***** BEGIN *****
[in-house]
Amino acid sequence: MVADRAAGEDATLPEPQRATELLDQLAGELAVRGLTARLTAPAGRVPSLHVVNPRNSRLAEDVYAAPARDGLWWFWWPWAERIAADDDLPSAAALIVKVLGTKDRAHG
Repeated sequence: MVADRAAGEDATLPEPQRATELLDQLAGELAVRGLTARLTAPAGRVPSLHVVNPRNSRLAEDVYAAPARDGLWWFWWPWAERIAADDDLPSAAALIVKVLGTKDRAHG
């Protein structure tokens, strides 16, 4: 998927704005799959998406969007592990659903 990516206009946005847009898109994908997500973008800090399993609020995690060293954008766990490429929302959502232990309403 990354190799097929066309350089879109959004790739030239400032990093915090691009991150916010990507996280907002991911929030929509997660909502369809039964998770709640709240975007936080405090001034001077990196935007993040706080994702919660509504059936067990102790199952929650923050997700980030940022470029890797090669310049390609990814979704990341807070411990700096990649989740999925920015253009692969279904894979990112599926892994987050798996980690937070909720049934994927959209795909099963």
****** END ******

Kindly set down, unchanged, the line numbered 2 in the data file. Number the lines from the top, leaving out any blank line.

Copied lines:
Amino acid sequence: MVADRAAGEDATLPEPQRATELLDQLAGELAVRGLTARLTAPAGRVPSLHVVNPRNSRLAEDVYAAPARDGLWWFWWPWAERIAADDDLPSAAALIVKVLGTKDRAHG